After an eight month operation led by Environment Protection Authority Victoria (EPA), the last truckload of contaminated glass waste from Glass Recovery Services (GRS) has been removed.
EPA began emergency remedial actions at the GRS Coolaroo site on 25 October 2019 after it became clear the risks to the community from hotspots in the contaminated glass pile were not being managed appropriately by the operator.
On Thursday (26 June 2020), the last 10 tonne truckload of contaminated glass to be removed under EPA’s intervention was driven out the Maffra Street gates of GRS and taken to a licensed operator for appropriate treatment and disposal.
In all, around 150,000 tonnes of waste and 9 million litres of leachate and industrial washwater have been removed leaving behind a site that no longer presents an unacceptable risk to the community.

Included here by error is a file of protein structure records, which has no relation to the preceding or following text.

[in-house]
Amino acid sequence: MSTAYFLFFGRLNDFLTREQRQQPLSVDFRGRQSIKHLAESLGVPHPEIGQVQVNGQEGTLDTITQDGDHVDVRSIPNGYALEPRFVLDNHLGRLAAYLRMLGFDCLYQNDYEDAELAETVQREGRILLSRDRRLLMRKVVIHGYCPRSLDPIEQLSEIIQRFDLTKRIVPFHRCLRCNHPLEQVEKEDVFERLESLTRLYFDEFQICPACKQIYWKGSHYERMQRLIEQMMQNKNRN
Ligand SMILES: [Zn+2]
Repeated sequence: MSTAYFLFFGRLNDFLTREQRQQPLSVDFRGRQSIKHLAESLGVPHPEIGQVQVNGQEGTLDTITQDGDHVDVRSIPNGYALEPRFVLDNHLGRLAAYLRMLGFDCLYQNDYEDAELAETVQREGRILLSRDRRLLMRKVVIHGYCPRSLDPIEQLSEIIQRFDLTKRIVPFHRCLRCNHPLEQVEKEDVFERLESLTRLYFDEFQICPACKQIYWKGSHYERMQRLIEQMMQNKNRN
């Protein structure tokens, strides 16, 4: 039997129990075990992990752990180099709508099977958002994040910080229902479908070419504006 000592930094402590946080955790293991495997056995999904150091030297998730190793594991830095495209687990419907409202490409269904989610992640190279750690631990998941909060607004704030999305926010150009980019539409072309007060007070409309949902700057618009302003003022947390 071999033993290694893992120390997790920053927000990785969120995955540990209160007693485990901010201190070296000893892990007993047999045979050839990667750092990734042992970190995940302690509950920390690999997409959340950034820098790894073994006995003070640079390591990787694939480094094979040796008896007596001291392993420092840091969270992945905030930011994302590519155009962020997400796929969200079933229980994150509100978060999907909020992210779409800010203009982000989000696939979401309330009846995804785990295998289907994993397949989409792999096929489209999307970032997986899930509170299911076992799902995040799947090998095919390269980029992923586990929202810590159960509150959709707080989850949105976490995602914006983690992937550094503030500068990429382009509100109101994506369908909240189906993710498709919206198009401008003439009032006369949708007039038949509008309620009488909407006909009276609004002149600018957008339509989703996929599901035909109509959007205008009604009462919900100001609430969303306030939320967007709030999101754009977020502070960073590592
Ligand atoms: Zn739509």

EPA will continue to work with the administrators of the site to ensure its ongoing environmental compliance.
“The operation was vital to the safety of the local community, neighbouring businesses and environment. Hotspots can cause a serious fire and pose an unacceptable risk,” EPA CEO Dr Cathy Wilkinson said.
“There were significant volumes of combustible waste in the glass that could have caught fire from the hotspots, if left on the site. EPA gave GRS the opportunity to manage the issues themselves but stepped in when it became clear they were not doing so.
“The logistical effort behind this operation has been significant, especially in ensuring the safest possible environment for our staff and contractors working on the site who had to contend with first the threat from hotspots and then operating during the current circumstances while maintaining physical distancing and hygiene standards.
“We’ve worked closely with our partners at MFB, WorkSafe and Hume City Council to achieve this outcome.
“EPA holds polluters to account. GRS and its director Giuseppe Italiano face 20 charges under the Environment Protection Act 1970. EPA, on behalf of the community, will continue to take regulatory action to recover the costs incurred in the clean up,” Dr Wilkinson said.